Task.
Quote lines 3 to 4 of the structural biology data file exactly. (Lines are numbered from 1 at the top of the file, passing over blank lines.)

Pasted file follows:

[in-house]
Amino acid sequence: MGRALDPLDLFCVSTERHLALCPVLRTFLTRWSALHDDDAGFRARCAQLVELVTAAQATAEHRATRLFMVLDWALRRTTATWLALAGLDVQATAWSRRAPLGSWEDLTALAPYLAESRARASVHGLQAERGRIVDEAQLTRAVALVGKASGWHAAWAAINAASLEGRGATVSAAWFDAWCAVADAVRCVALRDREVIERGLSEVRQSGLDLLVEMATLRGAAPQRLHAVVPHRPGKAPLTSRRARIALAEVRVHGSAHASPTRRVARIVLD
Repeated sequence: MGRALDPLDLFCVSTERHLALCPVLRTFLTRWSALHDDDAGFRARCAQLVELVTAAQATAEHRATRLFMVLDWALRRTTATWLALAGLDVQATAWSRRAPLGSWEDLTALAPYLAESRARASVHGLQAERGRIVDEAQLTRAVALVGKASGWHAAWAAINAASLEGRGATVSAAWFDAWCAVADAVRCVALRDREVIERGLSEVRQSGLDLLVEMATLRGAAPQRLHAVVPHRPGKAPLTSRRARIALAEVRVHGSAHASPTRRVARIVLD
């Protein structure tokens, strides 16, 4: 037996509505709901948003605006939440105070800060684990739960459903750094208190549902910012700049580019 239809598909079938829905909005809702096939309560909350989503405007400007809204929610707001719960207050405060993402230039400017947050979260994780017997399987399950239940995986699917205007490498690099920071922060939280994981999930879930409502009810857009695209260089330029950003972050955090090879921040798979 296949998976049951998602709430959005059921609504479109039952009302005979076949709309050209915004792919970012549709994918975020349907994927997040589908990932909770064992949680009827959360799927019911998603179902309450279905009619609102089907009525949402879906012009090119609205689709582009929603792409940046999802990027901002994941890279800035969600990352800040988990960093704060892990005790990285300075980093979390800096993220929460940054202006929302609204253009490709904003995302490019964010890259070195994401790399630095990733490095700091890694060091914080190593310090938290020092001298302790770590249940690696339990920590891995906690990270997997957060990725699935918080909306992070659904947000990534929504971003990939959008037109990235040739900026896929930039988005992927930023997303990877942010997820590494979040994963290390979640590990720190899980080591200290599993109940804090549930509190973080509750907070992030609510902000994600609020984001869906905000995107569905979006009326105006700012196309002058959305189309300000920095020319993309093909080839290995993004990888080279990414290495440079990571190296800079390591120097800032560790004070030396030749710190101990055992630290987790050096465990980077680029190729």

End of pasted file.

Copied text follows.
Repeated sequence: MGRALDPLDLFCVSTERHLALCPVLRTFLTRWSALHDDDAGFRARCAQLVELVTAAQATAEHRATRLFMVLDWALRRTTATWLALAGLDVQATAWSRRAPLGSWEDLTALAPYLAESRARASVHGLQAERGRIVDEAQLTRAVALVGKASGWHAAWAAINAASLEGRGATVSAAWFDAWCAVADAVRCVALRDREVIERGLSEVRQSGLDLLVEMATLRGAAPQRLHAVVPHRPGKAPLTSRRARIALAEVRVHGSAHASPTRRVARIVLD
């Protein structure tokens, strides 16, 4: 037996509505709901948003605006939440105070800060684990739960459903750094208190549902910012700049580019 239809598909079938829905909005809702096939309560909350989503405007400007809204929610707001719960207050405060993402230039400017947050979260994780017997399987399950239940995986699917205007490498690099920071922060939280994981999930879930409502009810857009695209260089330029950003972050955090090879921040798979 296949998976049951998602709430959005059921609504479109039952009302005979076949709309050209915004792919970012549709994918975020349907994927997040589908990932909770064992949680009827959360799927019911998603179902309450279905009619609102089907009525949402879906012009090119609205689709582009929603792409940046999802990027901002994941890279800035969600990352800040988990960093704060892990005790990285300075980093979390800096993220929460940054202006929302609204253009490709904003995302490019964010890259070195994401790399630095990733490095700091890694060091914080190593310090938290020092001298302790770590249940690696339990920590891995906690990270997997957060990725699935918080909306992070659904947000990534929504971003990939959008037109990235040739900026896929930039988005992927930023997303990877942010997820590494979040994963290390979640590990720190899980080591200290599993109940804090549930509190973080509750907070992030609510902000994600609020984001869906905000995107569905979006009326105006700012196309002058959305189309300000920095020319993309093909080839290995993004990888080279990414290495440079990571190296800079390591120097800032560790004070030396030749710190101990055992630290987790050096465990980077680029190729």